As a result of the evaluation based on the share of the six JCR indicators, the influence of the top three, five, and 10 publishers in JCR was 49.1%, 58.0%, and 69.4%, respectively. Among the top three, Elsevier’s share was 22.2%. The gap between the top three and top five was so large that it seemed like a stretch to call T&F and Sage as the top five publishers. The top 10 publishers had only a 20% increase over the top three, despite the addition of seven publishers. Ultimately, the top three publishers predominated, accounting for close to 50% of JCR indicators.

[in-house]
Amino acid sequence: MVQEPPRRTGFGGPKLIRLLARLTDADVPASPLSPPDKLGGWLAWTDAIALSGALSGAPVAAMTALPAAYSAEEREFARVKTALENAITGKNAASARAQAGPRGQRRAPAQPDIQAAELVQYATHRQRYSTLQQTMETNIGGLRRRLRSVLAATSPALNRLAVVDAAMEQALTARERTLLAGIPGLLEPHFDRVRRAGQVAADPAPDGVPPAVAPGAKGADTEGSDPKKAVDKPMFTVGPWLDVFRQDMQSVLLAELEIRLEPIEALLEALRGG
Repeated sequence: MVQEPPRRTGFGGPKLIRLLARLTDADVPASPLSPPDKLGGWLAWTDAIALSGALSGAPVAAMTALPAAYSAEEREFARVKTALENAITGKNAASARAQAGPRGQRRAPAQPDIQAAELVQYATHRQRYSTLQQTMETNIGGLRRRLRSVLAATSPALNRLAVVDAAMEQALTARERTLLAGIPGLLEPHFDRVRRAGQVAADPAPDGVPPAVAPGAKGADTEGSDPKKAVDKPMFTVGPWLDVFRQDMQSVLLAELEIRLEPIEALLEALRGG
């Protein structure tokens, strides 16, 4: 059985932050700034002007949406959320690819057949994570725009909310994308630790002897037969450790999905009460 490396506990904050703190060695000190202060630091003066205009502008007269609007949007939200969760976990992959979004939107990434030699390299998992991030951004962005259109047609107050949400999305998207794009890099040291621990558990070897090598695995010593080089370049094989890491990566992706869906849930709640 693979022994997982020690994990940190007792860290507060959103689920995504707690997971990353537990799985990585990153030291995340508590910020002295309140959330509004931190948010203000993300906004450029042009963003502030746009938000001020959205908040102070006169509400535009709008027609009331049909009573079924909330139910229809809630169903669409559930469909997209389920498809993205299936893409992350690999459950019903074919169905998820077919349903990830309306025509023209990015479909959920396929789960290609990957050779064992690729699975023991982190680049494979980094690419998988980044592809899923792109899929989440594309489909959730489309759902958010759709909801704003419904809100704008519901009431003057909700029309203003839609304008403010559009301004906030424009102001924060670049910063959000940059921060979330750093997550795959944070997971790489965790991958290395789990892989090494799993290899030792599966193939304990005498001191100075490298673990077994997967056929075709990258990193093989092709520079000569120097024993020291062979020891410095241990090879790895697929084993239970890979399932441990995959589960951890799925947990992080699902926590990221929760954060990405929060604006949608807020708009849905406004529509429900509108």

The concentration of the top three publishers: As the articles and journals of the largest publishers increased over the years, the average number of citations and IF were also increased; therefore, it was confirmed numerically that the largest publishers led the field of global journal publishing. According to a previous study that examined journal publishers from 1997 to 2009, six publishers produced more than 50% of journals, eight publishers accounted for more than 50% of articles, nine publishers did so for citations, and ten publishers did so for IF [5]. In this study, from 2014 to 2018, the three largest publishers produced more than 50% of the five JCR indicators except the number of journals, and four publishers published more than 50% of JCR journals. With frequent mergers and acquisitions between publishers, the concentration of the top three publishers has become stronger than the case 9 years ago. As journal publishing becomes more and more focused on the top three publishers, it is a very meaningful aspect of this study that it expanded the research scope to the top 10 publishers and evaluated them quantitatively and qualitatively based on six JCR indicators.